their plane beside the barn with the cats he’d traded for, he was
surprised and pleased to find the big cat roundup was already over and
his tradin’ partner had about a half a dozen of them in a gunny
sack ready for the ride back home.
What made the deal even more attractive was that one of the other neighbors
had found out Conrad was in the market for cats and brought over another
sack with a mama and four or five of her fuzzy little babies in it, and
to make this transaction a real sweetie, the second bag of cats was absolutely
free. Conrad knows a good deal when he sees one. Free is a really good
Before you know it, the dealin’ was completed and our two heroes
were once more in the air cruising a thousand feet or so above the ground,
and clipping along about a hundred miles an hour with two sacks full
of cats in the cockpit with them.
“ Maybe you better let that mama and her babies have a little air,” Conrad
said over his shoulder to the guy in the back seat.
“ Yea, maybe,” was the answer as his partner untied the sack. Mama
Kitty and a couple of the little ones came shooting out of the sack opening.
She was normally a nice tame little cat, but these guys were absolute strangers,
and one gaze out the window at how far it was back to earth told her that something
very weird was going. The hair came up on her back, and her claws came out, jabbing
into any piece of cowboy flesh they could find.
They might have been able to handle Mama and the babies, but in the confusion
of the moment, the other sack came open and a half dozen more wild cats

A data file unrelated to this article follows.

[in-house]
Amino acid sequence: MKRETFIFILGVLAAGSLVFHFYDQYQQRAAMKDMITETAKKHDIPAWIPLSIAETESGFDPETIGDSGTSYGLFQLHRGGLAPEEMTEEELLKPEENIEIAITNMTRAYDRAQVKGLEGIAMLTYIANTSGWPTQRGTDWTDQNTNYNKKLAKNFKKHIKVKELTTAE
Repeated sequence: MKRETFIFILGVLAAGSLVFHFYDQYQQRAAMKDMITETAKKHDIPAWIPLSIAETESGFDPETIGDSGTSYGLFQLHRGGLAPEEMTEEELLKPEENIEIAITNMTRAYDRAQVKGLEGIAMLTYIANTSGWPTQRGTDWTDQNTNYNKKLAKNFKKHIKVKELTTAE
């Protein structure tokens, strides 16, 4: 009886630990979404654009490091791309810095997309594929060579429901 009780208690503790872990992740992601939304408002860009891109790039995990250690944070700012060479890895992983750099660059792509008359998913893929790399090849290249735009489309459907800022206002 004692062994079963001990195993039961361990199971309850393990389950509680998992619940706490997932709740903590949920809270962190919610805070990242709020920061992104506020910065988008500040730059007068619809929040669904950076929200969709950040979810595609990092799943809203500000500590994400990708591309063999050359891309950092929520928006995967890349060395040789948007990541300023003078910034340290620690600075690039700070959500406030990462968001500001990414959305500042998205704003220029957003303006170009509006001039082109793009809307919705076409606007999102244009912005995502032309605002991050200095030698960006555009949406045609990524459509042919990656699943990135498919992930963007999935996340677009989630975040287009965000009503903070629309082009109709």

escaped into the narrow confines of the little Piper Cub. The cats from
sack number 2 were not really acquainted with Mama Kitty and her family
from sack number 1, so they had an instant cat fight on their hands.
Things got sort of exciting. You may have heard the old saying that, “It’s
easier to let a cat out of a bag that to get one back in.” Conrad
and his partner can testify that’s true. They suddenly had six
or eight cats with their claws out, fightin’ and yowlin’ and
making hysterical galloping laps around the cockpit. It’s a wonder
they kept that airplane upright.
Luckily, they spied a flat chunk of ground in somebody’s hay field
and made an emergency landing to sort things back out. How they got it
safely on the ground, only the Good Lord knows. Conrad doesn’t
know much about cats, but he’s a heck of a pilot. Both cowboys
were pretty scratched up, bleeding from their many varied wounds, and
that whole herd of cats were still making laps with their claws out,
frantic to get out of that outfit.
Whether they ever got all those cats back in the gunny sacks, or maybe
they just opened the door and let some of them out there on that cow
pasture airstrip, I never did hear. I guess I just don’t know.
There’s one thing I do know, though. If Conrad would have just
stayed home a little more with a milk cow in his barn, he wouldn’t
have had mice in the first place.
Keep smilin’ ... but don’t forget to check yer cinch.
Ken Overcast is a recording cowboy singer that ranches on Lodge Creek
in north central Montana where he raises and dispenses B.S.